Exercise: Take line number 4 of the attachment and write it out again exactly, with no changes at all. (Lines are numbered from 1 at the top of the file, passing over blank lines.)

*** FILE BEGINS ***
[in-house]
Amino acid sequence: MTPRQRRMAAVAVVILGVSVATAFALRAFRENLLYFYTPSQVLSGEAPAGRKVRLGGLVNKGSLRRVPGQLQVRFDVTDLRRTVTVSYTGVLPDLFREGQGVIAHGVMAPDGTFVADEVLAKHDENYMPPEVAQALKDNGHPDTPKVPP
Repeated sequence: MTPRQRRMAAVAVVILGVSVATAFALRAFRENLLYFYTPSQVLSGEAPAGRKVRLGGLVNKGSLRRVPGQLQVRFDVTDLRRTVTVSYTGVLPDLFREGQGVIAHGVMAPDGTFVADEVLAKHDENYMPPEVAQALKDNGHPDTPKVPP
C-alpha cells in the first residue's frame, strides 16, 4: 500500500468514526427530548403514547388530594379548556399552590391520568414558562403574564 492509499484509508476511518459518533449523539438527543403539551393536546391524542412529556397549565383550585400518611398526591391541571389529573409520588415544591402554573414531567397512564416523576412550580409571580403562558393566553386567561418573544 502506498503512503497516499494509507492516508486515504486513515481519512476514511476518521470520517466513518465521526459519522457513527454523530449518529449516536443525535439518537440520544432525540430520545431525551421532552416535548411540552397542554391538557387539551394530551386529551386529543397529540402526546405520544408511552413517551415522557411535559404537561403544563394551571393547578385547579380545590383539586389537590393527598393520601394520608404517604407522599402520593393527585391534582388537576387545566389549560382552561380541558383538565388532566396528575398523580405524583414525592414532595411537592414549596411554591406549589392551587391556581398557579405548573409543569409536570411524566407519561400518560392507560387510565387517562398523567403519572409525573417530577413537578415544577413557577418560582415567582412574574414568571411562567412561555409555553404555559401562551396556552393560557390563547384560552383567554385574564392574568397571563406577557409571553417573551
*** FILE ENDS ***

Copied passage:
C-alpha cells in the first residue's frame, strides 16, 4: 500500500468514526427530548403514547388530594379548556399552590391520568414558562403574564 492509499484509508476511518459518533449523539438527543403539551393536546391524542412529556397549565383550585400518611398526591391541571389529573409520588415544591402554573414531567397512564416523576412550580409571580403562558393566553386567561418573544 502506498503512503497516499494509507492516508486515504486513515481519512476514511476518521470520517466513518465521526459519522457513527454523530449518529449516536443525535439518537440520544432525540430520545431525551421532552416535548411540552397542554391538557387539551394530551386529551386529543397529540402526546405520544408511552413517551415522557411535559404537561403544563394551571393547578385547579380545590383539586389537590393527598393520601394520608404517604407522599402520593393527585391534582388537576387545566389549560382552561380541558383538565388532566396528575398523580405524583414525592414532595411537592414549596411554591406549589392551587391556581398557579405548573409543569409536570411524566407519561400518560392507560387510565387517562398523567403519572409525573417530577413537578415544577413557577418560582415567582412574574414568571411562567412561555409555553404555559401562551396556552393560557390563547384560552383567554385574564392574568397571563406577557409571553417573551